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  • Payback

    Payback

    ★★½

    Big fan of Point Blank (1967) so it wasn’t too likely that I would love this remake (or, if you will, another film adaptation of Donald E. Westlake’s (as Richard Stark) Hunter). Yet - I do have to give it credit for one thing - even though it was made more than 20 years later - the double crossed and left for dead Porter (Mel Gibson) doesn’t relentless chase down the same $93,000 that the double crossed and left for…

  • The Graceful Brute

    The Graceful Brute

    ★★★★

    Shown as part of the Shohei Imamura career retrospective making the Cinemateque rounds. Director Yuzo Kawashima was one of Imamura's mentors and a central influence on the tone and style of his films. This is one of Kawashima's last features (he died prematurely at age 45), a rarely seen in North America claustrophobia inducing pitch black comedy. A sort of grifter chamber drama almost entirely set within the tight confines of the small apartment in a shabby tenement, where an…

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  • Journey into Fear

    Journey into Fear

    ★★★½

    The cinema of disorientation. An everyman (Joseph Cotten), the target of a pudgy depraved looking Nazi assassin, is unwittingly thrown into a bizarre environment of international intrigue. Strange, brief, teetering on incoherence – but fascinating. This Mercury production once slated to be helmed by Orson Welles (he gets a juicy supporting role and hams it up accordingly) fell into the lap of Welles' friend and colleague Norman Foster who ended up giving the film an extremely Wellsian look thereby fueling subsequent authorship debates. Ends with a thrilling rain soaked confrontation on a building ledge. Pretty shallow content wise, but there's lots of stylistic eye candy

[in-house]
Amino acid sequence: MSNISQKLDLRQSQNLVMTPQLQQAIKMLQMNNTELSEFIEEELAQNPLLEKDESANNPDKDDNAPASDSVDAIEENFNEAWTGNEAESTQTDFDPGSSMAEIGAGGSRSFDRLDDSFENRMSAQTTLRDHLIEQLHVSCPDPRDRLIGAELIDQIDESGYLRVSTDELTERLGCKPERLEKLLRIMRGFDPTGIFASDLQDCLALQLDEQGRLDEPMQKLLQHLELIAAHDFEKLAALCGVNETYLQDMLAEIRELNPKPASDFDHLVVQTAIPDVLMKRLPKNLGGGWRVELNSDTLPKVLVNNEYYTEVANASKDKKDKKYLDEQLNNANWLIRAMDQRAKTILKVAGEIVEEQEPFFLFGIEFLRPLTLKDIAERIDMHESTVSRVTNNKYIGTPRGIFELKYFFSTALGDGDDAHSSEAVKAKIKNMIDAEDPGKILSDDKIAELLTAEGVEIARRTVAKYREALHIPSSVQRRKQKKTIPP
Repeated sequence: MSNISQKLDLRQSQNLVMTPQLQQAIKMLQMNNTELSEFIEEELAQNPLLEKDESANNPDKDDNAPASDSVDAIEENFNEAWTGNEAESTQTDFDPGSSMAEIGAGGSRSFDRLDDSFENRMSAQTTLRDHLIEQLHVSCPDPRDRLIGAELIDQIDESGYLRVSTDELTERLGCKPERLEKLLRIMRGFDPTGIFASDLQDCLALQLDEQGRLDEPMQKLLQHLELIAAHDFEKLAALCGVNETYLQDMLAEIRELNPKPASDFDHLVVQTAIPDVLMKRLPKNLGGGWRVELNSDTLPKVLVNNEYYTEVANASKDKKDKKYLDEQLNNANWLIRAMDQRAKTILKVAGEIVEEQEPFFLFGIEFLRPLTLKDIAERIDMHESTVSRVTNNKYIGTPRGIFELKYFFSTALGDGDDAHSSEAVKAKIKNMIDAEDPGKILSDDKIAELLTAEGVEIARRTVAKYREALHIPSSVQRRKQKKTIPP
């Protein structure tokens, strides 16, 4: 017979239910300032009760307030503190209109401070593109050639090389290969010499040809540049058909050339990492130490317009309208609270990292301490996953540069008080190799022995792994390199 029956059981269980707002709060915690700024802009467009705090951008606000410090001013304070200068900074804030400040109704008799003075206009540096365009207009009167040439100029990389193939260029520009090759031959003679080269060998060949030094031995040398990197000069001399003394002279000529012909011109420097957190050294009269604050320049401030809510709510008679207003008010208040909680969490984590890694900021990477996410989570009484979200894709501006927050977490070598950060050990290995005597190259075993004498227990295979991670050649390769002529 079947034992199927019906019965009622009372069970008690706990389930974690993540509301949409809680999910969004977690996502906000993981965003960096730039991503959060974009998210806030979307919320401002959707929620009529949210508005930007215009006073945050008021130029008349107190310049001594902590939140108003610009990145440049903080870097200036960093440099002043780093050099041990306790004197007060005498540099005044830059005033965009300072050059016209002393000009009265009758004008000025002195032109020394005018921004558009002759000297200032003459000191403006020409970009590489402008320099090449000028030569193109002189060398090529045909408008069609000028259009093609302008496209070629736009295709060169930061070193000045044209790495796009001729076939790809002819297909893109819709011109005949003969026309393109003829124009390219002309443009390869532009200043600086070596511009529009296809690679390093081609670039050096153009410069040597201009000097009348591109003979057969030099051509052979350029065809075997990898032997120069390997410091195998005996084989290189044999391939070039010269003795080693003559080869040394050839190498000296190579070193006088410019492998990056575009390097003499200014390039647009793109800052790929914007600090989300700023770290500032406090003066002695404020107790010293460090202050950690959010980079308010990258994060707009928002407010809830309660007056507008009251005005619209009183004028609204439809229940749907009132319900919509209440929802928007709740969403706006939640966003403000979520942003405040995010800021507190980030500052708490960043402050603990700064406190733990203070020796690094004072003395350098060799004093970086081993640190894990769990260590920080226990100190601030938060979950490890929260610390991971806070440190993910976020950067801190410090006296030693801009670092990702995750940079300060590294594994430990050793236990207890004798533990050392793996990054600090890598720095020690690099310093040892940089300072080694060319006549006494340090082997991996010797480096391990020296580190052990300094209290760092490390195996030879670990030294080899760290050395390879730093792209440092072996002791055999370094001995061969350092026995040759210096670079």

• Trouble in Mind

    Trouble in Mind

    ★★★½

    I rarely connect with Alan Rudolph films but will concede he delivers an inimitable style. This wacked only in the 80s item features a dragless Divine making like Kasper Gutman as a recurring character on Portlandia, Keith Carradine meeting the Brother from Another Planet and then transforming from impoverished yokel to the seemingly felonious leader of an Oingo Boingo cover band, Lori Singer suggesting a basic pleasure model Nexus-6 replicant, and Kris Kristofferson deciding whether to take the red pill…

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  • Mank

    Mank

    ★★★

    Was lead to believe this was all about the film buff authorship bun fight (this element is really only specifically and awkwardly shoehorned in at the end) but it felt more like both a partisan election year film (with a too late release date) and a belated apology by proxy to the talented Marion Davies (put me on team Amanda Seyfried for MVP). Uneven (the first portion expository dialogue is like bad Sorkin) but pretty impressive once it settles in.…

  • The Last Wagon

    The Last Wagon

    ★★★★

    If you watch enough CinemaScope films that were released by 20th Century-Fox during the mid-fifties you start to realize that the camera typically seemed imprisoned. While the pretty vistas became more awe inspiring as the result of the wide frame the filmmaking became more staid, with little but static shots and minimal cuts (an occasional pan, but few tracking shots). As the filmmakers technical tools became more cumbersome montage took a back seat, and even exotic location shot scenes could…